Building an Additive Construction Industry

Ultimately, additive construction promises some new benefits to the AEC industry. By using only the material that will actually go into the final construction of a building, 3D printing may make it possible to eliminate material waste entirely, while also limiting the need to transport supplementary and unused materials to the construction site.

Moreover, the ability to print complex geometries opens up new design ideas that aren’t possible with traditional techniques. These designs can also be optimized to cut down on energy consumption, relying on passive heating and cooling rather than electrical systems.              

Another benefit, according to Morel, is the ability to produce structures on-demand and with mass customization in mind. The design flexibility allows for, not just replicating existing structures, but the creation of entirely new types of buildings.

New design techniques, however, may not be easy to incorporate into an established industry, Morel said. And while additive construction firms may have to deal with the same kind of safety and compliance issues faced by traditional companies, there is not yet a standard for 3D printing in the construction industry.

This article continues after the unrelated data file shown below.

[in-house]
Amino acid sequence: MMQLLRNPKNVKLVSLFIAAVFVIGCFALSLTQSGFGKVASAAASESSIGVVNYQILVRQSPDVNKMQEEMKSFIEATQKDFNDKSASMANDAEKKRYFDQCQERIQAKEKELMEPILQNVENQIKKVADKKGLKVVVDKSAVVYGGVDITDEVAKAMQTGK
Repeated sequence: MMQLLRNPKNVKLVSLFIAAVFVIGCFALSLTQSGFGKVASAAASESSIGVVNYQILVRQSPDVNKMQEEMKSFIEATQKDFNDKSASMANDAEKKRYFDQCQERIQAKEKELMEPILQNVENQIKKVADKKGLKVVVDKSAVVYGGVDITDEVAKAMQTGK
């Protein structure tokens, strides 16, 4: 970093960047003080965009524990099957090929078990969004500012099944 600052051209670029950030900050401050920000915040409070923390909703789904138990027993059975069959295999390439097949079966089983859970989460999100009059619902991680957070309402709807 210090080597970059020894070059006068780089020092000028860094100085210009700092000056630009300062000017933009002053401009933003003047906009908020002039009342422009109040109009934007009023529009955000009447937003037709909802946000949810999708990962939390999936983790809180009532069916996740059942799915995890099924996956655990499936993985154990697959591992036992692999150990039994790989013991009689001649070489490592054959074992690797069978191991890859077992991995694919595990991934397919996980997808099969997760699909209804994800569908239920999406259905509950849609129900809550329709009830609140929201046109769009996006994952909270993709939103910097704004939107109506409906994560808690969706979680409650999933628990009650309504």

Morel explained that obstacles facing the world of additive construction include “setting new standards and showing people how beneficial large-scale 3D printing can be. For this, one has to deal with new design practices. If we just try to replicate what already exists, but through 3D printing, we will miss an amazing amount of opportunities.”

To prove just how beneficial this technology will be, XtreeE aims to 3D print a functional structure. Though he did not elaborate on what this would look like, Morel did say that he hopes that it will take shape “very, very soon,” within the next 18 to 24 months.

To get an immersive feel for what goes into 3D printing a concrete pavilion, grab your virtual reality viewer and watch the 360-degree video below.